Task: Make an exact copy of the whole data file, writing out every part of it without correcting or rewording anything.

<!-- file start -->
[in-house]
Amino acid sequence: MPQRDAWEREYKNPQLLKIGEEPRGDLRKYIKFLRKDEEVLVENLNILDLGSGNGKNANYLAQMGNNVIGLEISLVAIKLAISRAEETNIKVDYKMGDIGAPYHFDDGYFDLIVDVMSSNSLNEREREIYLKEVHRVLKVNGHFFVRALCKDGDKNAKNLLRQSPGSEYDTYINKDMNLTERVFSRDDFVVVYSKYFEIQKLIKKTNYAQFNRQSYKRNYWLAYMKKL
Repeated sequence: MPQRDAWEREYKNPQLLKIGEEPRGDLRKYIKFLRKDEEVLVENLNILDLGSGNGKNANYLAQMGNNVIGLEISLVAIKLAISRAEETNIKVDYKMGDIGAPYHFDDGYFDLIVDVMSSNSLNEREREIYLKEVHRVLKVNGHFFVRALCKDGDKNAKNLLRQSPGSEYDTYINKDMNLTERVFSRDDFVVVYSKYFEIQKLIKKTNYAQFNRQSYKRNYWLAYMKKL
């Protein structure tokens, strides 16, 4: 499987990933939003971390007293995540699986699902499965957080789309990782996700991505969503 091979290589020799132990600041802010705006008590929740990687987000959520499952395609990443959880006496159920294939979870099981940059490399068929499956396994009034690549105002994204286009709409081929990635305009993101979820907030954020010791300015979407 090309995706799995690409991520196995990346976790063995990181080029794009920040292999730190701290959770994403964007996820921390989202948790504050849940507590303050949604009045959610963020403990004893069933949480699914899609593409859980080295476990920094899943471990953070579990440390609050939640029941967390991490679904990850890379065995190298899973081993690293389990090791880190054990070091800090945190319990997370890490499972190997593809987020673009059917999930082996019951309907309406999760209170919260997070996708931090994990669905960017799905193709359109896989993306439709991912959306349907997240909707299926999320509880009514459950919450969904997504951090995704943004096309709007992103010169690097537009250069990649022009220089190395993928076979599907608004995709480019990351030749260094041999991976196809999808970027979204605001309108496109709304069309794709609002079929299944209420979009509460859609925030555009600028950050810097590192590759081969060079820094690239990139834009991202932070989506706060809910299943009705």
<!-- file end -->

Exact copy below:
[in-house]
Amino acid sequence: MPQRDAWEREYKNPQLLKIGEEPRGDLRKYIKFLRKDEEVLVENLNILDLGSGNGKNANYLAQMGNNVIGLEISLVAIKLAISRAEETNIKVDYKMGDIGAPYHFDDGYFDLIVDVMSSNSLNEREREIYLKEVHRVLKVNGHFFVRALCKDGDKNAKNLLRQSPGSEYDTYINKDMNLTERVFSRDDFVVVYSKYFEIQKLIKKTNYAQFNRQSYKRNYWLAYMKKL
Repeated sequence: MPQRDAWEREYKNPQLLKIGEEPRGDLRKYIKFLRKDEEVLVENLNILDLGSGNGKNANYLAQMGNNVIGLEISLVAIKLAISRAEETNIKVDYKMGDIGAPYHFDDGYFDLIVDVMSSNSLNEREREIYLKEVHRVLKVNGHFFVRALCKDGDKNAKNLLRQSPGSEYDTYINKDMNLTERVFSRDDFVVVYSKYFEIQKLIKKTNYAQFNRQSYKRNYWLAYMKKL
């Protein structure tokens, strides 16, 4: 499987990933939003971390007293995540699986699902499965957080789309990782996700991505969503 091979290589020799132990600041802010705006008590929740990687987000959520499952395609990443959880006496159920294939979870099981940059490399068929499956396994009034690549105002994204286009709409081929990635305009993101979820907030954020010791300015979407 090309995706799995690409991520196995990346976790063995990181080029794009920040292999730190701290959770994403964007996820921390989202948790504050849940507590303050949604009045959610963020403990004893069933949480699914899609593409859980080295476990920094899943471990953070579990440390609050939640029941967390991490679904990850890379065995190298899973081993690293389990090791880190054990070091800090945190319990997370890490499972190997593809987020673009059917999930082996019951309907309406999760209170919260997070996708931090994990669905960017799905193709359109896989993306439709991912959306349907997240909707299926999320509880009514459950919450969904997504951090995704943004096309709007992103010169690097537009250069990649022009220089190395993928076979599907608004995709480019990351030749260094041999991976196809999808970027979204605001309108496109709304069309794709609002079929299944209420979009509460859609925030555009600028950050810097590192590759081969060079820094690239990139834009991202932070989506706060809910299943009705």